Cancer is a term used for diseases where abnormal cells divide without control and are able to invade other tissues. Cancer is not just one disease, but many diseases. There are more than 100 different types of cancer.
Access the cancer data
The Wisconsin Tracking Program hosts data on 14 different types of cancer. Learn more about these types of cancer by clicking the links below:
Interested in environmental health data?
Join the environmental health listserv by sending an email to DHS Environmental Public Health Tracking with the subject line "Join envhealth listserv."
In the section below, there are frequently asked questions about cancer in general. On each specific cancer's page, there are frequently asked questions about that type of cancer.
What is cancer?
Cancer begins in cells, the building blocks that make up tissues. Tissues make up many parts of the body. When new cells form that the body doesn't need and old or damaged cells don't die as they should, the cells form a mass of tissue called a lump, growth, or tumor.
Tumors in the body can be benign (not cancer) or malignant (cancer). Benign tumors are not as harmful as malignant tumors. The benign tumors can often be removed and usually don't grow back or spread to other parts of the body. The malignant tumors may be life-threatening and can often be removed but sometimes grow back. These tumors can invade and damage nearby tissues and spread to other parts of the body.
Learn more about cancer on the Cancer Facts and Cancer Clusters web page.
How is cancer related to the environment?
There is evidence of a link between cancer and environmental pollutants. Coming in contact with some things that cause cancer is potentially avoidable. For example, tobacco smoking can be avoided with behavioral changes.
Although environmental pollution has been a source of public concern for decades, there have only been a few well-studied cases of environmental exposures at the community-level. The cancer risks associated with many environmental chemicals are based on studies in the workplace, where exposures are often much greater than they would be in the general public. These earlier studies provide the foundation for building evidence that supports a link between cancers and exposures to environmental pollutants.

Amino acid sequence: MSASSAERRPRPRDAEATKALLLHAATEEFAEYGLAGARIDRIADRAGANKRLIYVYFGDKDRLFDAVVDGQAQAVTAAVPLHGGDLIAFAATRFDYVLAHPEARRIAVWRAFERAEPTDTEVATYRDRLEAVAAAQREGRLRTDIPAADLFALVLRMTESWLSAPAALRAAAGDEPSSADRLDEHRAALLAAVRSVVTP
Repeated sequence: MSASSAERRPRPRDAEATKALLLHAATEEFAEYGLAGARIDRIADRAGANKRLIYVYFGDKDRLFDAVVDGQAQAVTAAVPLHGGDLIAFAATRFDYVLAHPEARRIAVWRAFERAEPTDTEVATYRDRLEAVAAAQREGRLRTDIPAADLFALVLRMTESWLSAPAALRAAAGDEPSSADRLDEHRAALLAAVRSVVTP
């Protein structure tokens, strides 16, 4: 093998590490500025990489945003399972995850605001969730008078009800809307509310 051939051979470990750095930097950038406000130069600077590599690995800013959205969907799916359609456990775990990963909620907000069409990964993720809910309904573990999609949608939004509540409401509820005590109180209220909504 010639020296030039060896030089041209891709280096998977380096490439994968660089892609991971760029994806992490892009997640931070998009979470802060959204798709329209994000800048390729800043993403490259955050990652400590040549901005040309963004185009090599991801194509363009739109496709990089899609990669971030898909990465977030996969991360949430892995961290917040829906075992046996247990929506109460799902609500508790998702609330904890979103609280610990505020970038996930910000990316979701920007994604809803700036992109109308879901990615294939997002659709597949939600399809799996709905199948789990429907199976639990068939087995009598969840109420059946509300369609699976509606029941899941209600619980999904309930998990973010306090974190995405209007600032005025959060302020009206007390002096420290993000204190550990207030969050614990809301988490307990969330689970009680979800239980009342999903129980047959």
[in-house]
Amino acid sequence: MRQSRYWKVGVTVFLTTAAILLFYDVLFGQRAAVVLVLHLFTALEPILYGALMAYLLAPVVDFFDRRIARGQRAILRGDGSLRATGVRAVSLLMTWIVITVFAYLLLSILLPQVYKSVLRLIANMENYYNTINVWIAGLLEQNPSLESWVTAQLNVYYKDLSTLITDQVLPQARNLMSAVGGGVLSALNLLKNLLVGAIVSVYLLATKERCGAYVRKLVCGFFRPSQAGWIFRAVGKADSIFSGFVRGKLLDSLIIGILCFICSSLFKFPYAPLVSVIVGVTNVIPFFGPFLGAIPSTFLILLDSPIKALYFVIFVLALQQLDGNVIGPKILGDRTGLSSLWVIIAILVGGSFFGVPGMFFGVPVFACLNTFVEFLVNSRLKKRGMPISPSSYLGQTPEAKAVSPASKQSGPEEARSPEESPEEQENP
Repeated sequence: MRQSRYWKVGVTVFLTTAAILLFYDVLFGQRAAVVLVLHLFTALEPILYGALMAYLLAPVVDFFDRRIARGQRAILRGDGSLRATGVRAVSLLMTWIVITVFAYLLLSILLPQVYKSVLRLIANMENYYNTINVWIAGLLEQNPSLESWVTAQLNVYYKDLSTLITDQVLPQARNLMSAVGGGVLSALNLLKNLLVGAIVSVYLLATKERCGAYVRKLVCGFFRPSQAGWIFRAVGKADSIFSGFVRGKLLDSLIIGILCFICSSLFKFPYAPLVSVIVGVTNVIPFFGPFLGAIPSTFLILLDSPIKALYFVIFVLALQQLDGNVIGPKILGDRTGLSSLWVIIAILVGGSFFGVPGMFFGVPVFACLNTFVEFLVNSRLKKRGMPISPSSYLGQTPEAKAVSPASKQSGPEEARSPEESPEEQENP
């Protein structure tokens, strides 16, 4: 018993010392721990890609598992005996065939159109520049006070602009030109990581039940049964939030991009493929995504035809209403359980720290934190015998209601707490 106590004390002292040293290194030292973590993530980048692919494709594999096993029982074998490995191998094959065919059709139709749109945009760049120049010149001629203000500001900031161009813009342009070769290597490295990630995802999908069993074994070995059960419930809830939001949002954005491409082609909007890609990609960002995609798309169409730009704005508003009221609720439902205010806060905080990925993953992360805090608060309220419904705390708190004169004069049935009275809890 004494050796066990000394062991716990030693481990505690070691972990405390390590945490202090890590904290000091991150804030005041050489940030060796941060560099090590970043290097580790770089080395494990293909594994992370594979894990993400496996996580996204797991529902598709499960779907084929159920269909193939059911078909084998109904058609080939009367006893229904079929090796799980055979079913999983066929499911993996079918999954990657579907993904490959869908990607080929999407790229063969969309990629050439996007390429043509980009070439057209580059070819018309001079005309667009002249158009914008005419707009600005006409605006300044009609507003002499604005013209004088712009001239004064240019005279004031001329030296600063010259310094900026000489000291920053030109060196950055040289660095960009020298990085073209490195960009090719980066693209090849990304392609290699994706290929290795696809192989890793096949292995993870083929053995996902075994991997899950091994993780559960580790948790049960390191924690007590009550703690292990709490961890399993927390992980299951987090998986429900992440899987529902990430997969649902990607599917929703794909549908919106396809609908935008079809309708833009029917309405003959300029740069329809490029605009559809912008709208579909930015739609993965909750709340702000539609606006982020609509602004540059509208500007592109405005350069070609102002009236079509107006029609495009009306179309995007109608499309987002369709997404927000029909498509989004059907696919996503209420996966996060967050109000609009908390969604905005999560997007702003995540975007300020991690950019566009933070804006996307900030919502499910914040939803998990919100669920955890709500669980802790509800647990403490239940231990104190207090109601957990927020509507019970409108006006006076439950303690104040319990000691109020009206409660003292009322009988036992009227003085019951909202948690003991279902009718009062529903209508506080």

Other environmental factors are less controllable, such as cancer-causing materials released into the air. Some risk factors are unavoidable, such as age, race, or genetics. It is important to remember having a risk factor increases the chances a person will develop cancer, it does not mean the individual will for sure develop cancer. Many people who develop cancer do not have many or any of the currently known risk factors.
What is the data source?
The portal provides data from the Wisconsin Cancer Reporting System, which is maintained by the Office of Health Informatics, Wisconsin Department of Health Services.
Which measures does Wisconsin Tracking have for cancer?
The Wisconsin Environmental Public Health Tracking Program is examining cancers that were selected by a national workgroup based on the following criteria:
- Scientific basis for environmental risk factors
- Geographic variability or temporal trend in cancer incidence
- Short latency cancer
- Attributable risk
- Feasibility of obtaining relevant environmental data
- Possibility of public health or environmental intervention
- Frequency (incidence rate)
The Wisconsin Tracking portal contains data on the following cancers:
- Brain and Central Nervous System
- Kidney and Renal
- Non-Hodgkin Lymphoma
- Oral Cavity and Pharyngeal
For each type of cancer, users are able to view counts and the age-adjusted rate.
What are some considerations for interpreting the data?
- Reporting may be less complete from rural areas of the state.
- Reporting may be less complete for cases where diagnosis and/or treatment occurs in a border state (such as those treated in Minnesota, Illinois, or Iowa).
- Reporting completeness is different depending on the type of cancer.
- Data users should keep in mind that many factors contribute to a disease. These factors should be considered when interpreting the data. Factors include:
- Demographics (race, gender, age)
- Socioeconomic status (income level, education)
- Geography (rural, urban)
- Changes in the medical field (diagnosis patterns, reporting requirements)
- Individual behavior (diet, smoking)